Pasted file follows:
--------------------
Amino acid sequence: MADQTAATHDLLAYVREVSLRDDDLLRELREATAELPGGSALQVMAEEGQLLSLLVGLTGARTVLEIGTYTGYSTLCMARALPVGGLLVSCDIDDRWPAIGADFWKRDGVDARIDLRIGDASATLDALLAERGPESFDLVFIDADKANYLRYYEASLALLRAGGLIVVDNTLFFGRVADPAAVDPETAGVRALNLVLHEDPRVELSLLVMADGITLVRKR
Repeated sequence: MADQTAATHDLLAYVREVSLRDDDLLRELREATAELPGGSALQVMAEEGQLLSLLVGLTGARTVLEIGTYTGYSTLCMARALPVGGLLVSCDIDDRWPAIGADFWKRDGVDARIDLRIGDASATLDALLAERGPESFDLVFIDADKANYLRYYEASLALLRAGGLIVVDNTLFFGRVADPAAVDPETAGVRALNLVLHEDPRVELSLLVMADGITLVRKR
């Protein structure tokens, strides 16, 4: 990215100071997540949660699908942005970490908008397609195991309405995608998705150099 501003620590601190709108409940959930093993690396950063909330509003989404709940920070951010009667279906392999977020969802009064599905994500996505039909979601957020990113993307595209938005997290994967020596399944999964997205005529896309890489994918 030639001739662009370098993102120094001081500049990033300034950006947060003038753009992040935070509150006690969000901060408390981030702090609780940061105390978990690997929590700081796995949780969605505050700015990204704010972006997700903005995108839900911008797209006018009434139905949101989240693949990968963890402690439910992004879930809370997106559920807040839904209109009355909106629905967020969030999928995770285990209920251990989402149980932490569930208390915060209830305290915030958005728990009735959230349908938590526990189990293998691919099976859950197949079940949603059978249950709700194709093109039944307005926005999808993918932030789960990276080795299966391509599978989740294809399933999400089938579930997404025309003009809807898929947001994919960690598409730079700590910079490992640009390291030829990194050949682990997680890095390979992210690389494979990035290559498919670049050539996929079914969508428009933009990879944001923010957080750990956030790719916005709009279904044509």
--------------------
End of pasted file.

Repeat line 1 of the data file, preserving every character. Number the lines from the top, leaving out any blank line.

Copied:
Amino acid sequence: MADQTAATHDLLAYVREVSLRDDDLLRELREATAELPGGSALQVMAEEGQLLSLLVGLTGARTVLEIGTYTGYSTLCMARALPVGGLLVSCDIDDRWPAIGADFWKRDGVDARIDLRIGDASATLDALLAERGPESFDLVFIDADKANYLRYYEASLALLRAGGLIVVDNTLFFGRVADPAAVDPETAGVRALNLVLHEDPRVELSLLVMADGITLVRKR